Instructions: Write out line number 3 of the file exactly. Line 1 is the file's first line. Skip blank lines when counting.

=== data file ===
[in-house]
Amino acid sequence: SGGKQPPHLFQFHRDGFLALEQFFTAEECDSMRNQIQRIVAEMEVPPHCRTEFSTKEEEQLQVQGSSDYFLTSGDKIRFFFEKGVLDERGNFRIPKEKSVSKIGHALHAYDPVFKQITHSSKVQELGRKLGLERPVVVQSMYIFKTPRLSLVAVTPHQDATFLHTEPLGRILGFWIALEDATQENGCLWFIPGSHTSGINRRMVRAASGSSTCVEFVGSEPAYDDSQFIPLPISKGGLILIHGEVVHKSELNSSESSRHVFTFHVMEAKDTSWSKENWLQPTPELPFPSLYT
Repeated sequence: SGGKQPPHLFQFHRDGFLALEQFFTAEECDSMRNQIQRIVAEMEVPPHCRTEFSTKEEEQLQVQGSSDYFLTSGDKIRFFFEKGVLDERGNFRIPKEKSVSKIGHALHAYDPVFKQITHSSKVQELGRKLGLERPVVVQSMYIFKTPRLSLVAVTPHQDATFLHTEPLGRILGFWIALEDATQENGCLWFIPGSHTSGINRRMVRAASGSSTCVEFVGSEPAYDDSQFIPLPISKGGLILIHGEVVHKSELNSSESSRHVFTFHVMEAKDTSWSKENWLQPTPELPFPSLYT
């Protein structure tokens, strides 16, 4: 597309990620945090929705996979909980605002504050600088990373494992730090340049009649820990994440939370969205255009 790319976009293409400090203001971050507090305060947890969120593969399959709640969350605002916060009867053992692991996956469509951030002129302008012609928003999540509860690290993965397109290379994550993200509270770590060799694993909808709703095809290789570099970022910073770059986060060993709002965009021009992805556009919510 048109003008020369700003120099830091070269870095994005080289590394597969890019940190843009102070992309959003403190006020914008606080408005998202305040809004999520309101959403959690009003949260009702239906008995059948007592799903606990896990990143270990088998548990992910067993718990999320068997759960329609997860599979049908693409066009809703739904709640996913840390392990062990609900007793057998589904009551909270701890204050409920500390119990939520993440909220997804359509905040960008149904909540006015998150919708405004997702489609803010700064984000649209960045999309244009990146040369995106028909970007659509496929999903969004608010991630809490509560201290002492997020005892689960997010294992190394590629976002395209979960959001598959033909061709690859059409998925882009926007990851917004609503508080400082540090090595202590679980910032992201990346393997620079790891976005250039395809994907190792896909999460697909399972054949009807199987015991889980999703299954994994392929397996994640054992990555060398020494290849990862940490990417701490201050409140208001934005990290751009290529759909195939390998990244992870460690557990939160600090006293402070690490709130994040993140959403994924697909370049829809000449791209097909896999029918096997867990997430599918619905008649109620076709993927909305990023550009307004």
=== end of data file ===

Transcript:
Repeated sequence: SGGKQPPHLFQFHRDGFLALEQFFTAEECDSMRNQIQRIVAEMEVPPHCRTEFSTKEEEQLQVQGSSDYFLTSGDKIRFFFEKGVLDERGNFRIPKEKSVSKIGHALHAYDPVFKQITHSSKVQELGRKLGLERPVVVQSMYIFKTPRLSLVAVTPHQDATFLHTEPLGRILGFWIALEDATQENGCLWFIPGSHTSGINRRMVRAASGSSTCVEFVGSEPAYDDSQFIPLPISKGGLILIHGEVVHKSELNSSESSRHVFTFHVMEAKDTSWSKENWLQPTPELPFPSLYT